Mississippi Case Law
The Mississippi state court system is divided into three levels. The highest court in Mississippi is the Mississippi Supreme Court, which consists of nine judges. The Supreme Court reviews appeals of decisions by the Mississippi Court of Appeals. It also reviews appeals of decisions by trial courts in limited situations, such as cases that involve issues of broad public interest or novel legal questions. Decisions by the Mississippi Supreme Court are final unless the U.S. Supreme Court agrees to review an appeal of a decision.
The middle level of the Mississippi state court system is the Mississippi Court of Appeals, which consists of 10 judges. All cases heard by the Court of Appeals are assigned by the Supreme Court, which receives initial appeals directly. The cases reviewed by the Court of Appeals usually involve disputes over facts rather than law. Decisions by the Court of Appeals are final unless the Supreme Court agrees to review an appeal of a decision.
The lowest level of the Mississippi state court system consists primarily of the Mississippi Circuit Courts, the Mississippi County Courts, the Mississippi Justice Courts, and the Mississippi Municipal Courts. The Circuit Courts are trial courts with general jurisdiction over civil and criminal cases. These courts also review appeals of decisions by County Courts, Justice Courts, and Municipal Courts, as well as decisions by state administrative agencies. The County Courts review certain criminal cases transferred from Circuit Courts, in addition to civil cases with no more than $200,000 at issue. They also review all cases related to juvenile matters and eminent domain. The Justice Courts generally review misdemeanor criminal cases, traffic offenses committed outside municipalities, and civil cases with no more than $3,500 at issue. The Municipal Courts review cases that involve misdemeanors, traffic offenses committed in municipalities, and violations of municipal ordinances.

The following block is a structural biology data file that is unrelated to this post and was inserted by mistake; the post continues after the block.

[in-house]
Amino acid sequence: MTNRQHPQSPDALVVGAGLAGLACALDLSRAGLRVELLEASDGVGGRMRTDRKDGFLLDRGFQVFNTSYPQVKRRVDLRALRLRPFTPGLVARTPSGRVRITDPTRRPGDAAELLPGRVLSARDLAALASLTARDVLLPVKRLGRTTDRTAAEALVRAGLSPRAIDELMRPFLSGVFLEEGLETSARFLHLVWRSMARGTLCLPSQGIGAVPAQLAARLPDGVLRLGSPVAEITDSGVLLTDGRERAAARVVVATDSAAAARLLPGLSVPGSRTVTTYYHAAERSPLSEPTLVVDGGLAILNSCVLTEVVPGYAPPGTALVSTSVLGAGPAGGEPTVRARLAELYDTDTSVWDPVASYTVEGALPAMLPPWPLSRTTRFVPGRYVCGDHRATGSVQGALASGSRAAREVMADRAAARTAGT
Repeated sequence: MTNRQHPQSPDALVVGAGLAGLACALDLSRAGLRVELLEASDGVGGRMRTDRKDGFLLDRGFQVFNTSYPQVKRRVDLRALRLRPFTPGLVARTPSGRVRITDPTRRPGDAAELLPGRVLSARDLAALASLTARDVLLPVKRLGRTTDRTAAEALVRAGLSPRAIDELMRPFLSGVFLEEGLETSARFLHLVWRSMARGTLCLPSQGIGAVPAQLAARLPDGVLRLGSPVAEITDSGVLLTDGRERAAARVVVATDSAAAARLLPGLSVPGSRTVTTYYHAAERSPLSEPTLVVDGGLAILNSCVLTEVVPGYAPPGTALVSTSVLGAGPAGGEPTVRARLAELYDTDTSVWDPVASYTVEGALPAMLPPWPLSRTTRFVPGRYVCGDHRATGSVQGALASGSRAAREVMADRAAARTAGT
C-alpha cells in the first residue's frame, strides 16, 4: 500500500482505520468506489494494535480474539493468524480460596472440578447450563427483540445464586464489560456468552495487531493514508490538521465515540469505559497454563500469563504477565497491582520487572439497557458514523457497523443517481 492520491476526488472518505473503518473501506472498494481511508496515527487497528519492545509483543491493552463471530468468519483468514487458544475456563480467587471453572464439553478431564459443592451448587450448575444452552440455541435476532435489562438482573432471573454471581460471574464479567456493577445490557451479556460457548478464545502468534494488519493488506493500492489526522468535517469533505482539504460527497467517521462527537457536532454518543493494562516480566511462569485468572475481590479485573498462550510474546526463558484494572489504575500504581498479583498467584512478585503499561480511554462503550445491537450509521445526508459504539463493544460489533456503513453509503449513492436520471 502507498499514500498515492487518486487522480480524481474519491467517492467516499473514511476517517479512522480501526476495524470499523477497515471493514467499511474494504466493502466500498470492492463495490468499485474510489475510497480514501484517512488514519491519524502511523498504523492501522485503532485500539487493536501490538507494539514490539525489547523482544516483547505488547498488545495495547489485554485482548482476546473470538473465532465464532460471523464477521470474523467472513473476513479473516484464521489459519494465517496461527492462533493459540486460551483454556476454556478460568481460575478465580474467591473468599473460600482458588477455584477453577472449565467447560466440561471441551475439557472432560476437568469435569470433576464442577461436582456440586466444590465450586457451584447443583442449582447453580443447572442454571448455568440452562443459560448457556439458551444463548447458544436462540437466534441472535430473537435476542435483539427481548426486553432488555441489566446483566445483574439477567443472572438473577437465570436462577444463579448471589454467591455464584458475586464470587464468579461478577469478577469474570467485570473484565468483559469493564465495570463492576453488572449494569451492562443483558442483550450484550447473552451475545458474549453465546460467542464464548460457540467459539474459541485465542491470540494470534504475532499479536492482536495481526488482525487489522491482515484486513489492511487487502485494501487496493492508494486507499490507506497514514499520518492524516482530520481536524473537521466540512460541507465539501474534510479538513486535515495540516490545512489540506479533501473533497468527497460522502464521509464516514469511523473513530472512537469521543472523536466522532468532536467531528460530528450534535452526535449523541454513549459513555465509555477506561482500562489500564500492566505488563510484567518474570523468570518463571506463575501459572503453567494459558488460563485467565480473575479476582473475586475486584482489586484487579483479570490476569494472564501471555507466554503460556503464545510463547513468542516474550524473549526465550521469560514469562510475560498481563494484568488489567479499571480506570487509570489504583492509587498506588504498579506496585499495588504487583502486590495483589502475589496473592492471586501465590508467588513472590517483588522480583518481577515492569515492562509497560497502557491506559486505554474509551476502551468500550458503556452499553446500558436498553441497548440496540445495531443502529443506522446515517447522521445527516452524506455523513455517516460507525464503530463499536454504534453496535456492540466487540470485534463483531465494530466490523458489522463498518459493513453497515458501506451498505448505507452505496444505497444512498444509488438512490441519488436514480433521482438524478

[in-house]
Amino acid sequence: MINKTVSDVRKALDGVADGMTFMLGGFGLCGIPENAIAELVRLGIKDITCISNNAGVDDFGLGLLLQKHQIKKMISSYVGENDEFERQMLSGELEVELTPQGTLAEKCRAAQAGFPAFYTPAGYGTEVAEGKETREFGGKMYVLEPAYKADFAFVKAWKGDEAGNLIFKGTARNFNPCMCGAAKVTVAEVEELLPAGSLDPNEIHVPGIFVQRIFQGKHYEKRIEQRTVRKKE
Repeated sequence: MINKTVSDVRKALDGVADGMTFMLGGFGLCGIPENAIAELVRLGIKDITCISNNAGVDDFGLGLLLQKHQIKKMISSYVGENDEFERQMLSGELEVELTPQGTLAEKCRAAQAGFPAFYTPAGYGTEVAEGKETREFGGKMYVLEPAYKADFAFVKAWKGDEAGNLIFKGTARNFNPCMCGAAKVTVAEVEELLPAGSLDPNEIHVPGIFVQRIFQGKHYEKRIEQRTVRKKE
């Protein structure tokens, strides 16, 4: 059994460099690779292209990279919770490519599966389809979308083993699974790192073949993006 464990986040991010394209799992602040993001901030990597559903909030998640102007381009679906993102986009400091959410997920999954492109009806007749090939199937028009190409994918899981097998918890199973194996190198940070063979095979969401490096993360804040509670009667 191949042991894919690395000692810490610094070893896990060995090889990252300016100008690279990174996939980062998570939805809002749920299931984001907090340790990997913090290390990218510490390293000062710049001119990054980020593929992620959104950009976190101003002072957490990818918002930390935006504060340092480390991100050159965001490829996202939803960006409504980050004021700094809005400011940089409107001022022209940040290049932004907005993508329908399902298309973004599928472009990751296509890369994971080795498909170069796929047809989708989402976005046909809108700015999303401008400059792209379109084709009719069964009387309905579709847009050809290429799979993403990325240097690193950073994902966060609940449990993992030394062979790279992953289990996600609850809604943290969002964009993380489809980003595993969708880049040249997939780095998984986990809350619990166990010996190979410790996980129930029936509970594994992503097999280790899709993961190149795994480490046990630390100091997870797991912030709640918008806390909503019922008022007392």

Mississippi also has a separate set of trial courts called Chancery Courts. These courts typically review equitable disputes, family law matters, wills, guardianships, mental health issues, and constitutional challenges to state laws. Mississippi residents also must file land records in a Chancery Court. Appeals from Chancery Courts go directly to the Supreme Court (and then often the Court of Appeals) rather than Circuit Courts.